38. 38. Gaussian cones Gaussian harmonic analysis is local in the way that we use a cut-oﬀ cone for our maximal and quadratic functions. Γ (A,a) x (γ) := {(x, y) ∈ R2d : |x − y| < At and t am(x)}. −1 1 −1 1 1 x y t Where m(x) = min{1, |x|−1}.
39. 39. Atomic Gaussian Hardy spaces For Pierre Portal’s space it is yet unknown what: 1 BMO(γ) should mean.
40. 40. Atomic Gaussian Hardy spaces For Pierre Portal’s space it is yet unknown what: 1 BMO(γ) should mean. 2 If that BMO(γ) has a John-Nirenberg inequality.
41. 41. Atomic Gaussian Hardy spaces For Pierre Portal’s space it is yet unknown what: 1 BMO(γ) should mean. 2 If that BMO(γ) has a John-Nirenberg inequality. But it is has the nice properties that: • The Riesz transforms are bounded from L1 to H1. • They interpolate as you might expect (unpublished). But what is BMO?
42. 42. Gaussian cones and the doubling property Mimicking Euclidean proofs will usually not work.
43. 43. Gaussian cones and the doubling property Mimicking Euclidean proofs will usually not work. Most theory relies on the doubling property of the measure µ: µ(B2r (x)) Cµ(Br (x)) for some C > 0 uniformly in x and r.
44. 44. As you might guess. . . . . . the Gaussian measure is non-doubling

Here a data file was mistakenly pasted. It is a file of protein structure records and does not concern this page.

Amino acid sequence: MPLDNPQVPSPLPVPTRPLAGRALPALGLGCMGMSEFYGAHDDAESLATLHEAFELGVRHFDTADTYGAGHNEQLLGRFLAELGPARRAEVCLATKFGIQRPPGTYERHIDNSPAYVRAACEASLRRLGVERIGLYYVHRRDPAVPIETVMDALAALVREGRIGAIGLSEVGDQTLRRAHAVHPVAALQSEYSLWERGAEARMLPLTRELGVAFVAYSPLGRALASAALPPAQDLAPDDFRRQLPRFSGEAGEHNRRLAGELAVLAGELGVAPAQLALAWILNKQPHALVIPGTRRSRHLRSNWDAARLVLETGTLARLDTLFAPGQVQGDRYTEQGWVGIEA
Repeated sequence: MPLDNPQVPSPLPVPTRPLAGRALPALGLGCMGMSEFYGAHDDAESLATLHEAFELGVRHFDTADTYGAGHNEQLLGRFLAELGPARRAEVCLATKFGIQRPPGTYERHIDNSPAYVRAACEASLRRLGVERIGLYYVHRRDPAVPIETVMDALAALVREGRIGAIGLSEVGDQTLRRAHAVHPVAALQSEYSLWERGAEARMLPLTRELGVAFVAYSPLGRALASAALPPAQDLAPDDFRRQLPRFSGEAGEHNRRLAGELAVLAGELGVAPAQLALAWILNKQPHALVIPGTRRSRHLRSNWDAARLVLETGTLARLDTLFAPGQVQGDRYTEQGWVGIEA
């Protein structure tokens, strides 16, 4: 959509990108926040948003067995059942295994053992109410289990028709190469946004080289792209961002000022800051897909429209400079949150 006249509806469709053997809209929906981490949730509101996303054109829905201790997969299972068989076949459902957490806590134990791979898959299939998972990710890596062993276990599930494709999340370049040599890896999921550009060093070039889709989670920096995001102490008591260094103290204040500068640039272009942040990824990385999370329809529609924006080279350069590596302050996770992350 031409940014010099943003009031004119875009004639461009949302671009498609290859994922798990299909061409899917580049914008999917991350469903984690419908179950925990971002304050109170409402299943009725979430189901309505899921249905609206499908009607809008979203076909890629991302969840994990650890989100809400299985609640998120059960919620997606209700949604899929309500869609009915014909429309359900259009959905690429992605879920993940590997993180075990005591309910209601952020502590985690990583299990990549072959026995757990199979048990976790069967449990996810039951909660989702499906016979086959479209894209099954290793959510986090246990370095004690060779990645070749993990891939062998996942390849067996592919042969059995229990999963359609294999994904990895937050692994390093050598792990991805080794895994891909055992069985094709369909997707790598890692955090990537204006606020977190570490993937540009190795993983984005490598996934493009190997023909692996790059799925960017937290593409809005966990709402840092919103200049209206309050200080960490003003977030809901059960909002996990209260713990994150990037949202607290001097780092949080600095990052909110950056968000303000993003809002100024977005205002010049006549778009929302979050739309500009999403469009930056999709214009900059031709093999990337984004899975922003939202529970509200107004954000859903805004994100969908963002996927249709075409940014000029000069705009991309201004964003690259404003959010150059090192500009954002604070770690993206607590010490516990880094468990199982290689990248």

45. 45. As you might guess. . . . . . the Gaussian measure is non-doubling (but. . . maybe local?) Indeed, there is a kind of local doubling property due to Mauceri and Meda! For this, we deﬁne the admissible balls Ba := {B(x, r) : r m(x)}, where, m(x) := min 1, 1 |x| . For our admissible balls we then get the following lemma: Lemma For all Br (x) ∈ Ba we have that γ(B2r (x)) Cγ(Br (x)).
46. 46. Gaussian cones – Useful consequences 1 On the cone Γ (A,a) x (γ) we have t|x| aA (Maas, van Neerven, Portal),
47. 47. Gaussian cones – Useful consequences 1 On the cone Γ (A,a) x (γ) we have t|x| aA (Maas, van Neerven, Portal), 2 If |x − y| < At and t am(x) then |x| ∼ |y|.
48. 48. Gaussian cones – Useful consequences 1 On the cone Γ (A,a) x (γ) we have t|x| aA (Maas, van Neerven, Portal), 2 If |x − y| < At and t am(x) then |x| ∼ |y|. Additionally we deﬁne the annuli (Ck)k 0 through Ck(x) := 2Bt(x) if k = 0, 2k+1Bt(x) 2kBt(x) if k 1.
49. 49. Only one theorem. . . – The Euclidean case Theorem Let u ∈ C∞ c (Rd ), then sup (y,t)∈Rd+1 + |x−y|<t |et2∆ u(y)| sup r>0 1 |Br (x)| Br (x) |u|dλ Mu(x) where λ is the Lebesgue measure. The proof is straightforward, as et∆ is a convolution-type operator. So et∆ = ρt ∗ u where ρt(ξ) := e−|ξ|2/4t (4πt) d 2 . is the heat kernel. (There are many theorems about such convolution-type operators)
50. 50. How to (ad hoc) prove it? Let Ck := 2k+1B 2kB as before then |et2∆ u(y)| 1 (4πt2) d 2 Rd e−|y−ξ|2/4t2 |u(ξ)| dξ
51. 51. How to (ad hoc) prove it? Let Ck := 2k+1B 2kB as before then |et2∆ u(y)| 1 (4πt2) d 2 Rd e−|y−ξ|2/4t2 |u(ξ)| dξ 1 (4πt2) d 2 ∞ k=0 e−c4k Ck (Bt (x)) |u(ξ)| dξ